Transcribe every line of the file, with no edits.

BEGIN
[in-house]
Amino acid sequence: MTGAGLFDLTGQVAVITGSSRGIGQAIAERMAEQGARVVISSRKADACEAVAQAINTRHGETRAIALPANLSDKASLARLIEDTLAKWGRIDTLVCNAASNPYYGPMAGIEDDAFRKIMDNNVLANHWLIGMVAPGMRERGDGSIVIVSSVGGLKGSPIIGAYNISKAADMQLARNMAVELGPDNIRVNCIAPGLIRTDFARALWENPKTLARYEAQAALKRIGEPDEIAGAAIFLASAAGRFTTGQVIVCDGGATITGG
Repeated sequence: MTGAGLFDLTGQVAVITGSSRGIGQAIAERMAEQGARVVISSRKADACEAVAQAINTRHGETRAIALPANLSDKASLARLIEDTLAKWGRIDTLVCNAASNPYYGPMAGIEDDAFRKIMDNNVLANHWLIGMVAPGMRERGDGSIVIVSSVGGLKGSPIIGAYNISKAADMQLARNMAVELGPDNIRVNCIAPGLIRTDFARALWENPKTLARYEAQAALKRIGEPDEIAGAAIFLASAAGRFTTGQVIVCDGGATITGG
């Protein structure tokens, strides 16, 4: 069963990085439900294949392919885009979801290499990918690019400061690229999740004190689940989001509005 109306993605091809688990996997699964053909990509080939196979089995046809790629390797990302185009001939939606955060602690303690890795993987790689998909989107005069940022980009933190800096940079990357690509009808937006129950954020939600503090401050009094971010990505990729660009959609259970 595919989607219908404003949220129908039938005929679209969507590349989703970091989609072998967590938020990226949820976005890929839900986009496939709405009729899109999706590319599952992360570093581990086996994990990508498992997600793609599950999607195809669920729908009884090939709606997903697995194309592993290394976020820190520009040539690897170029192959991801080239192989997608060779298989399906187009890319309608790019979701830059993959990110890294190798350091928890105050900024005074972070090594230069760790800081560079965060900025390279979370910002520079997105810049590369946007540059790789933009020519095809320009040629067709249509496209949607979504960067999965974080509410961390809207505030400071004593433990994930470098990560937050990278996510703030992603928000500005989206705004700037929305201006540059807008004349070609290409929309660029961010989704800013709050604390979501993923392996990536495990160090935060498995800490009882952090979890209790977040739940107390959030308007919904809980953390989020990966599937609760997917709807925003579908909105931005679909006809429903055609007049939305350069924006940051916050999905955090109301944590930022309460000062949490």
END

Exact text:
[in-house]
Amino acid sequence: MTGAGLFDLTGQVAVITGSSRGIGQAIAERMAEQGARVVISSRKADACEAVAQAINTRHGETRAIALPANLSDKASLARLIEDTLAKWGRIDTLVCNAASNPYYGPMAGIEDDAFRKIMDNNVLANHWLIGMVAPGMRERGDGSIVIVSSVGGLKGSPIIGAYNISKAADMQLARNMAVELGPDNIRVNCIAPGLIRTDFARALWENPKTLARYEAQAALKRIGEPDEIAGAAIFLASAAGRFTTGQVIVCDGGATITGG
Repeated sequence: MTGAGLFDLTGQVAVITGSSRGIGQAIAERMAEQGARVVISSRKADACEAVAQAINTRHGETRAIALPANLSDKASLARLIEDTLAKWGRIDTLVCNAASNPYYGPMAGIEDDAFRKIMDNNVLANHWLIGMVAPGMRERGDGSIVIVSSVGGLKGSPIIGAYNISKAADMQLARNMAVELGPDNIRVNCIAPGLIRTDFARALWENPKTLARYEAQAALKRIGEPDEIAGAAIFLASAAGRFTTGQVIVCDGGATITGG
């Protein structure tokens, strides 16, 4: 069963990085439900294949392919885009979801290499990918690019400061690229999740004190689940989001509005 109306993605091809688990996997699964053909990509080939196979089995046809790629390797990302185009001939939606955060602690303690890795993987790689998909989107005069940022980009933190800096940079990357690509009808937006129950954020939600503090401050009094971010990505990729660009959609259970 595919989607219908404003949220129908039938005929679209969507590349989703970091989609072998967590938020990226949820976005890929839900986009496939709405009729899109999706590319599952992360570093581990086996994990990508498992997600793609599950999607195809669920729908009884090939709606997903697995194309592993290394976020820190520009040539690897170029192959991801080239192989997608060779298989399906187009890319309608790019979701830059993959990110890294190798350091928890105050900024005074972070090594230069760790800081560079965060900025390279979370910002520079997105810049590369946007540059790789933009020519095809320009040629067709249509496209949607979504960067999965974080509410961390809207505030400071004593433990994930470098990560937050990278996510703030992603928000500005989206705004700037929305201006540059807008004349070609290409929309660029961010989704800013709050604390979501993923392996990536495990160090935060498995800490009882952090979890209790977040739940107390959030308007919904809980953390989020990966599937609760997917709807925003579908909105931005679909006809429903055609007049939305350069924006940051916050999905955090109301944590930022309460000062949490």